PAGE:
Tags Duane Deterville
Tag: Duane Deterville
This art exhibition will feature some of the hottest artists in the Bay Area, including Emory Douglas, Sage Stargate, Duane Deterville, Karen and Malik Seneferu and others. The night will pay tribute to the Bay Area’s rebel rousers, independents and outliers. I chopped it up with the curator and organizer Melorra Green about this Saturday’s event and also about the power and function of art in our society.
On Sunday, Feb. 1, 1-3 p.m., to kick off Black History Month, she will be giving a lecture called “Racism and All That Jazz” on African American classical music, aka Jazz, in the Koret Auditorium at the San Francisco Main Library, 100 Larkin St. “I’m honored to have the fabulous Yemanya Napue, percussionists Val Serrant and Sosu Ayansolo and visual artist Duane Deterville collaborate with me on this presentation,” she says.
As we move into the next solar return, there is much to look forward to despite the stasis that seems to infect this nation with the disease of white supremacy or racial domination. OK OK, perhaps the silver lining is a bit too buried to find Osumare’s twinkle beyond any pots of gold you’ve stumbled upon recently. The knowledge that no matter how it looks, the Creator is in charge and the bad guys just look like they are always winning is what sustains us.
Judith Jamison looked regal on stage with Farai Chideya last month in The Forum Conversations at Yerba Buena Center for the Arts. Her message seemed to be one of preparedness and presence – being, as our sister Ayana Vanzant says, in spirit. Muslims call this the sirata-l-mustaqim or the path of the rightly guided.
Students learned many things about African and African American history, ranging from the classical African civilizations of Kemet (ancient Egypt), Songhai and Mali to the Black Arts Movement and the Harlem Renaissance. The African-centered curriculum is designed to encourage youth to read during the summer while building self-esteem and a strong cultural identity.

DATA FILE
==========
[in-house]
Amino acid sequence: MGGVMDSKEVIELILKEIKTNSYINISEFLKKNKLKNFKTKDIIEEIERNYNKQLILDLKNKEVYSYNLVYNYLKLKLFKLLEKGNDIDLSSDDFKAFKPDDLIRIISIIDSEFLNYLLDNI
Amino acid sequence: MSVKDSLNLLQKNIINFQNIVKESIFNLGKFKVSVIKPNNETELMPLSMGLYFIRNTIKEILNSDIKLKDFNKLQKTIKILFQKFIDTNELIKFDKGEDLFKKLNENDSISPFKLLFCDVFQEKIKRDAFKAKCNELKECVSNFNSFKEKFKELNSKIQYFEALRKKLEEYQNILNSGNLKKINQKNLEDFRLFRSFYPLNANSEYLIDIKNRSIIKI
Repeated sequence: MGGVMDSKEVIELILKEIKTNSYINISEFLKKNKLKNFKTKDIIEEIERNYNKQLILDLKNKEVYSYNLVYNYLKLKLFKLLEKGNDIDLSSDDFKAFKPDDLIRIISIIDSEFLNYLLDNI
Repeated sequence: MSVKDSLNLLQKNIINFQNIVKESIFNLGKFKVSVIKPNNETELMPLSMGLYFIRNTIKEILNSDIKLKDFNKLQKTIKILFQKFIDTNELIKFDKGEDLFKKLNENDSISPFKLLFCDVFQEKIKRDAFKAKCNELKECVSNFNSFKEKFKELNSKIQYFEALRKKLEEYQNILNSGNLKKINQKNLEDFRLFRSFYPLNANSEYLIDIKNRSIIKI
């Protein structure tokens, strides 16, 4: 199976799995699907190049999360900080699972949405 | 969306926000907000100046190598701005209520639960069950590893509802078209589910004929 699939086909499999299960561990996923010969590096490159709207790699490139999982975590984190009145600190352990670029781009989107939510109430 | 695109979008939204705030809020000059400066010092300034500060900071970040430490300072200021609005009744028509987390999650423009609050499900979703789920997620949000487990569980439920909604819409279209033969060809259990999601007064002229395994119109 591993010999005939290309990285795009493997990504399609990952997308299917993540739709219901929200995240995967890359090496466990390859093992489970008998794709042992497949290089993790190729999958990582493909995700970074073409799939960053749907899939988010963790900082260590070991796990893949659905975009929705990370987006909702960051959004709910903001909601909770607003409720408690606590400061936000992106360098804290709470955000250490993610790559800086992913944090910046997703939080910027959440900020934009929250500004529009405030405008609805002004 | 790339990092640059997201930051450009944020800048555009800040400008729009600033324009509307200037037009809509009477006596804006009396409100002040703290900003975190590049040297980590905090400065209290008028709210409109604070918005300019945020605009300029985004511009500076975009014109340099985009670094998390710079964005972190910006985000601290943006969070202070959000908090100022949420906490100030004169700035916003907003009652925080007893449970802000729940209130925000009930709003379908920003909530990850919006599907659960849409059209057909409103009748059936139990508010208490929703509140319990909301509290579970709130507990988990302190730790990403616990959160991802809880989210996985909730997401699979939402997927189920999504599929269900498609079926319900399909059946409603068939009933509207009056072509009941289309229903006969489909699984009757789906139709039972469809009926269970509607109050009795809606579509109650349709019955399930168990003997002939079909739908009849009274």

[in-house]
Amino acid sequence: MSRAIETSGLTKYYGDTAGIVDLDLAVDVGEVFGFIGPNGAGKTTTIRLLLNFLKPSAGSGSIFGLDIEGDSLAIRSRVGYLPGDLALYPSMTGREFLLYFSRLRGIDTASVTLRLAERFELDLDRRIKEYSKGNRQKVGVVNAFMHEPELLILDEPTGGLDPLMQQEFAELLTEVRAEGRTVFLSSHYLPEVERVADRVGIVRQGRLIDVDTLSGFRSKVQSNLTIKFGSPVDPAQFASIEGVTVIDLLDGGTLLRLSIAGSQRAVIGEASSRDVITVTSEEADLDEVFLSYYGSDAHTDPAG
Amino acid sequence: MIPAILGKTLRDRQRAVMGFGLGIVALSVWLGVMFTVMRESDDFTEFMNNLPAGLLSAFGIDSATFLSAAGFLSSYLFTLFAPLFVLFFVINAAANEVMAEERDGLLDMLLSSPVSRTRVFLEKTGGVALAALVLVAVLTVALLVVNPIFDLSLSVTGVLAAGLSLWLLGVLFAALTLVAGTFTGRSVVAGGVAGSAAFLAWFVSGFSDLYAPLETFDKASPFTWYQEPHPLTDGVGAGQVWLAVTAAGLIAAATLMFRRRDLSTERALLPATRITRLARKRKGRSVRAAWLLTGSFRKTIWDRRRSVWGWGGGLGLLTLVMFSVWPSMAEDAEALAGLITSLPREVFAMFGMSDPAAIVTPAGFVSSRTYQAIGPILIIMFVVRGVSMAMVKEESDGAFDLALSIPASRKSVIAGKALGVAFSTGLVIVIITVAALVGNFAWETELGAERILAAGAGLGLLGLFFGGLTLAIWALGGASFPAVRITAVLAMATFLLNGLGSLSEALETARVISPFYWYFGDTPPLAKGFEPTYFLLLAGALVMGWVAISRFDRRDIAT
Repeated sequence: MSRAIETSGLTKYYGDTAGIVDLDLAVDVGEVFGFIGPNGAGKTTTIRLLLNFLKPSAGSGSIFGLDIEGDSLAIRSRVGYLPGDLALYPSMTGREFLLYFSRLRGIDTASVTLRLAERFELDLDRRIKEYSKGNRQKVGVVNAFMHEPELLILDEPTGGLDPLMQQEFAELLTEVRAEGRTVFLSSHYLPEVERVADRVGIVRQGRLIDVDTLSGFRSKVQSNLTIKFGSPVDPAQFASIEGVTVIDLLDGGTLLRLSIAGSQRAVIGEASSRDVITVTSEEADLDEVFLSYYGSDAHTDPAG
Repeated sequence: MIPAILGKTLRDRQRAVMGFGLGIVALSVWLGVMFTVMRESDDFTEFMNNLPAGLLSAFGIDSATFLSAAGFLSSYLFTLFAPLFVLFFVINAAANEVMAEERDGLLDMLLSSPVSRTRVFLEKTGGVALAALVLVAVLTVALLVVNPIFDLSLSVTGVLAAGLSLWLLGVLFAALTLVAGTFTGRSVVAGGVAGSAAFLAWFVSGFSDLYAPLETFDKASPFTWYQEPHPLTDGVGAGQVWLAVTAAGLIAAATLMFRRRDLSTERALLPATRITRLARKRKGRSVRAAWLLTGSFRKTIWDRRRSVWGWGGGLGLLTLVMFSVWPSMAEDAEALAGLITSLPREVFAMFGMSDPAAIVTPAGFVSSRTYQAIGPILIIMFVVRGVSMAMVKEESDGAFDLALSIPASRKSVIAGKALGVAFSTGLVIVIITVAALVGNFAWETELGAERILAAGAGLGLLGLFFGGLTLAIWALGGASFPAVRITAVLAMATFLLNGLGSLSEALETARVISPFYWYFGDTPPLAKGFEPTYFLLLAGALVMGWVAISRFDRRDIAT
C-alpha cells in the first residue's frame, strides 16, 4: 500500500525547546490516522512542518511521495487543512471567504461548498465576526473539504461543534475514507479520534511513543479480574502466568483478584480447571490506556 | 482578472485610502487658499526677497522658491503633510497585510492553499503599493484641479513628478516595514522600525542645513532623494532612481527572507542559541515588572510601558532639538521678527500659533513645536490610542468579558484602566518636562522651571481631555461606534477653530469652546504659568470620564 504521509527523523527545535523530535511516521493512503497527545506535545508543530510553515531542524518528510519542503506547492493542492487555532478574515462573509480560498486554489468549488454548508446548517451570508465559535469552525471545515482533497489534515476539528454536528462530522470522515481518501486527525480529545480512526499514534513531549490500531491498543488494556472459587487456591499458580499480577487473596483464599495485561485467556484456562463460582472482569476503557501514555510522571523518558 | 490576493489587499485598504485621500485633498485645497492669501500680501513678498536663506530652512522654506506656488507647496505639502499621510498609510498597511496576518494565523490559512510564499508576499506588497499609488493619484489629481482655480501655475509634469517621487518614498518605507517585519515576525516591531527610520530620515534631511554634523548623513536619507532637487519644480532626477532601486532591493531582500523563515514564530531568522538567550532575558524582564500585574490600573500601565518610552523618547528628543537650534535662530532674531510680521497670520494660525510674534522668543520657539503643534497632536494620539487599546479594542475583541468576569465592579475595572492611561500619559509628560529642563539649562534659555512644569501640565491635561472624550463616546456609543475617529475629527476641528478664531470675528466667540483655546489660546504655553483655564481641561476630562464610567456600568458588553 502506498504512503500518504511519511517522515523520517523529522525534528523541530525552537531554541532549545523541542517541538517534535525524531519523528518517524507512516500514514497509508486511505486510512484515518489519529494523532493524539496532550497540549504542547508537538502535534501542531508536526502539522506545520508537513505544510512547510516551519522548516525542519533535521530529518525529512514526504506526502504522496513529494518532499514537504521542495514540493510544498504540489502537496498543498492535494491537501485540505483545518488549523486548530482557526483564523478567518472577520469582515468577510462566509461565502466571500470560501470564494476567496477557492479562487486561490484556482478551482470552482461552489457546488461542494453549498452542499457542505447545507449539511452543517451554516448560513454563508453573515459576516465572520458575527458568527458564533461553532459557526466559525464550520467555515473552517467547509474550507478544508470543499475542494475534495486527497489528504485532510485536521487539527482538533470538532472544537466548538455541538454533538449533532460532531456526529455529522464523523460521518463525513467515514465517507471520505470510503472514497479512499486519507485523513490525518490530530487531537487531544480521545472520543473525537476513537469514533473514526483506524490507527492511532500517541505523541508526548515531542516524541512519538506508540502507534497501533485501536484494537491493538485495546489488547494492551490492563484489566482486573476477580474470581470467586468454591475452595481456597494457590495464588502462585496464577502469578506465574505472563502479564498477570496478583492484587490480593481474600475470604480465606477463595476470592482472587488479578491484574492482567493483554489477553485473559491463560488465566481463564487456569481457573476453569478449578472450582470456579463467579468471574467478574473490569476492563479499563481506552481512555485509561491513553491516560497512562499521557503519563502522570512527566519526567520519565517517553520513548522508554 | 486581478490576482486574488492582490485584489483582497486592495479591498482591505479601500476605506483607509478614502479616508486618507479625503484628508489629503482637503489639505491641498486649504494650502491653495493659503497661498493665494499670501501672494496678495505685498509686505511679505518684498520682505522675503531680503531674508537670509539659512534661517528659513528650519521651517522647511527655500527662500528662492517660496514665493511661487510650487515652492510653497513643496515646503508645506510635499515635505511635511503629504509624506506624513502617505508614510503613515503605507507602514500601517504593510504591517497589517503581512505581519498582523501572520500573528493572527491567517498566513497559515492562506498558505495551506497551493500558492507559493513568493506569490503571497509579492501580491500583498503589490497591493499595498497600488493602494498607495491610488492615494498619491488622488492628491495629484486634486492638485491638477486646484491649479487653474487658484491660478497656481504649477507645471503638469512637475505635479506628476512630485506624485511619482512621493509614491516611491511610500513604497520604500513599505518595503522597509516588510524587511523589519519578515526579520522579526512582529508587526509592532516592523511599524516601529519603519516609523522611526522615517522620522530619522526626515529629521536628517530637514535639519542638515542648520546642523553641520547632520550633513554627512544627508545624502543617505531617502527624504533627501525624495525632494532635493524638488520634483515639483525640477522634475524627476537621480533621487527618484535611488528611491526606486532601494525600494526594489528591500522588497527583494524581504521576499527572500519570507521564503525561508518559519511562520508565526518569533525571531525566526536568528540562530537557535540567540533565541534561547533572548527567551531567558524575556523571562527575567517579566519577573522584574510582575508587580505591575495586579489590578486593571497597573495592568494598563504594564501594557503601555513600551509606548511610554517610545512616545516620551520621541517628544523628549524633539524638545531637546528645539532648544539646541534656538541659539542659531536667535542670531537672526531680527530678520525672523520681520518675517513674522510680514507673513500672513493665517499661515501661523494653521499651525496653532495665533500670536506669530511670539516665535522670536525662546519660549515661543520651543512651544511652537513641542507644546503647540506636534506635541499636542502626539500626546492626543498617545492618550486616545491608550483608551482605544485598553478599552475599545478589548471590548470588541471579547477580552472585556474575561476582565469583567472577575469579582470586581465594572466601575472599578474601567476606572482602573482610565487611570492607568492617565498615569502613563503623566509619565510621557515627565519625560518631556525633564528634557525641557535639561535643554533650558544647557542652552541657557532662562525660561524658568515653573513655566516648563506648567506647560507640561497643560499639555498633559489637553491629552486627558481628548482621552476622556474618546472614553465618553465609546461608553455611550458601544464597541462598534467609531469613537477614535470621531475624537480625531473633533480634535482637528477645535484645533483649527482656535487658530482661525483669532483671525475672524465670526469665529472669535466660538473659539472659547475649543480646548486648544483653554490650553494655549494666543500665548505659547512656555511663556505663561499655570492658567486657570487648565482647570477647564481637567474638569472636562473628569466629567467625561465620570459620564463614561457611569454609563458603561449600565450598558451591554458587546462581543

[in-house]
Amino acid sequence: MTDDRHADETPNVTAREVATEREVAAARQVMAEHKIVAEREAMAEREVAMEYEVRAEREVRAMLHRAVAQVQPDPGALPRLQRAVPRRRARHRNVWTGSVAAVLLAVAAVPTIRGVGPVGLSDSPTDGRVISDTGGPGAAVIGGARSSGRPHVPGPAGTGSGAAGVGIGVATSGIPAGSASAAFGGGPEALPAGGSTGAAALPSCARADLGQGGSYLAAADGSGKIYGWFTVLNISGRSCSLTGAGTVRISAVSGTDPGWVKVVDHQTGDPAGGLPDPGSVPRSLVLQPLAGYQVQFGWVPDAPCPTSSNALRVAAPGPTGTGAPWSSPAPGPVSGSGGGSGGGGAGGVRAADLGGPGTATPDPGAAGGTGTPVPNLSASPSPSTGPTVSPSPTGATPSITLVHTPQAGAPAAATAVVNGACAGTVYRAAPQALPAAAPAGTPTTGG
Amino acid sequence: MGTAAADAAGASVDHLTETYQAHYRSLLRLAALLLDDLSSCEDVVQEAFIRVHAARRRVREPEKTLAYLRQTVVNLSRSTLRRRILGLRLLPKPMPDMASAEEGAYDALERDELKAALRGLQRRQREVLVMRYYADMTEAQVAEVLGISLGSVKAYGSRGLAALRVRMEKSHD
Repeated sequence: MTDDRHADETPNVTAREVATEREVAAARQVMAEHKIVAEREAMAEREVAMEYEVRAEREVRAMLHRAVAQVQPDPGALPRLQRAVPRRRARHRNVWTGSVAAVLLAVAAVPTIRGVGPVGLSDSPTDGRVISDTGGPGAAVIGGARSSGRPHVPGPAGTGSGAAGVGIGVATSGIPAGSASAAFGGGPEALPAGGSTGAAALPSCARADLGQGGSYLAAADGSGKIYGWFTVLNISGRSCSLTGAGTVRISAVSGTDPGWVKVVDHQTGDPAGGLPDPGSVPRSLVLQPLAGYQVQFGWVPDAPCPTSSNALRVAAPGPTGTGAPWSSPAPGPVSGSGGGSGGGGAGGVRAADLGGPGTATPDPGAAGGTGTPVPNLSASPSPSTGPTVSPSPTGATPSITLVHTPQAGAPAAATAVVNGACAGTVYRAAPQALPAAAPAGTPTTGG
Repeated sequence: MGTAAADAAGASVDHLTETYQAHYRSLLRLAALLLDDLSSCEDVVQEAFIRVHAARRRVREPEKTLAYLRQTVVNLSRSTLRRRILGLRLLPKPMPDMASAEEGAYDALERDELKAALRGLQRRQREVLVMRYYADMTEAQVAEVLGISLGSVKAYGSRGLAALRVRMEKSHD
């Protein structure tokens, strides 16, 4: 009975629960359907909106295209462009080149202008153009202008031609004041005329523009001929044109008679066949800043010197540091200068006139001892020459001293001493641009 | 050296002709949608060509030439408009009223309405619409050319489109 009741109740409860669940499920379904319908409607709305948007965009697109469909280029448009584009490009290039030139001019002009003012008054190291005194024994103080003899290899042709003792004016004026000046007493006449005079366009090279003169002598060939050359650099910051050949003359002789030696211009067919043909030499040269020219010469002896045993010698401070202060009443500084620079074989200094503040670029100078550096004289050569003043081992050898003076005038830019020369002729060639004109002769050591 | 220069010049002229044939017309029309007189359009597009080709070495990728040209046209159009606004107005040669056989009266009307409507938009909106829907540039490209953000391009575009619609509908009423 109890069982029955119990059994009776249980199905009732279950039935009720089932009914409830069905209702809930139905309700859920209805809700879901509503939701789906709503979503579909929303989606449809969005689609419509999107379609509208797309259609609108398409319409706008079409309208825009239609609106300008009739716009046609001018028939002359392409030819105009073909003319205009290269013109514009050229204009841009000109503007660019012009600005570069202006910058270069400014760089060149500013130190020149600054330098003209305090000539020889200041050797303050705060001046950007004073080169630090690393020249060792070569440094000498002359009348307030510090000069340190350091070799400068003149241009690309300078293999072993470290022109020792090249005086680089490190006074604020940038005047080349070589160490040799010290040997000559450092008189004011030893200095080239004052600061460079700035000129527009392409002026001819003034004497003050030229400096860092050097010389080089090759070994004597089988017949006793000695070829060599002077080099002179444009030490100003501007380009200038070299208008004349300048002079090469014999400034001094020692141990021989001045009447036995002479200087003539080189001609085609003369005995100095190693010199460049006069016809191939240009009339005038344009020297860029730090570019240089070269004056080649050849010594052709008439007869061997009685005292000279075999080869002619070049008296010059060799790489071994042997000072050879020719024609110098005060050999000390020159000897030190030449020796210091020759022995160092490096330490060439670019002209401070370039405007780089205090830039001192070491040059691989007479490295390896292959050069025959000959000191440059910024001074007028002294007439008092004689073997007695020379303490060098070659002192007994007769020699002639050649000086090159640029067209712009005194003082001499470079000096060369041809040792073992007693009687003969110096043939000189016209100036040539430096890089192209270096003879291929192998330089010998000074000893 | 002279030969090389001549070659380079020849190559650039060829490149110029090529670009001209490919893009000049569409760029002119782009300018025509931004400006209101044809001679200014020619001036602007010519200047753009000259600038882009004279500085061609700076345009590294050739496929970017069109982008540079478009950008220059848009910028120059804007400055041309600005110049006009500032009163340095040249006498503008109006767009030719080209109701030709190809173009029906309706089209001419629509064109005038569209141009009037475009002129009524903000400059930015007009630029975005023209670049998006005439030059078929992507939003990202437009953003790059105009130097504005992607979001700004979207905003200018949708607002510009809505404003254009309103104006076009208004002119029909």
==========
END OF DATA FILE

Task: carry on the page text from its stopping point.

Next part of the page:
Women’s History Month and the 100th Anniversary of International Women’s Day March 8, 2011 – what a great month to toast the New Year. The name itself is an action, a call to action: MARCH – Move!
Eesuu is one of my favorite male visual artists in the Bay, and in my opinion he is one of the dopest in the country right next to Malik Seneferu and Jocelyn Goode. I have been a fan of his art for years. I love the themes that he creates from, as well as the vibrant colors that he uses in some of his pieces.
We lost the great Lena Horne this month on Mother’s Day, May 9. She was 92, her birthday June 17, 1917 – her funeral Friday, May 14. I found out recently that Ms. Horne was at the March on Washington with sisters Mahalia Jackson and Dorothy Height.
Duane Deterville is a dedicated organizer in the Village Bottoms Cultural District in West Oakland and is the host of their Oct. 29 open house. The SF Bay View thinks that this open house is important because the Village Bottoms is a collective of Black business owners and homeowners who are working together to protect their property and institutions and to generate business. Listen to Duane in his own words ...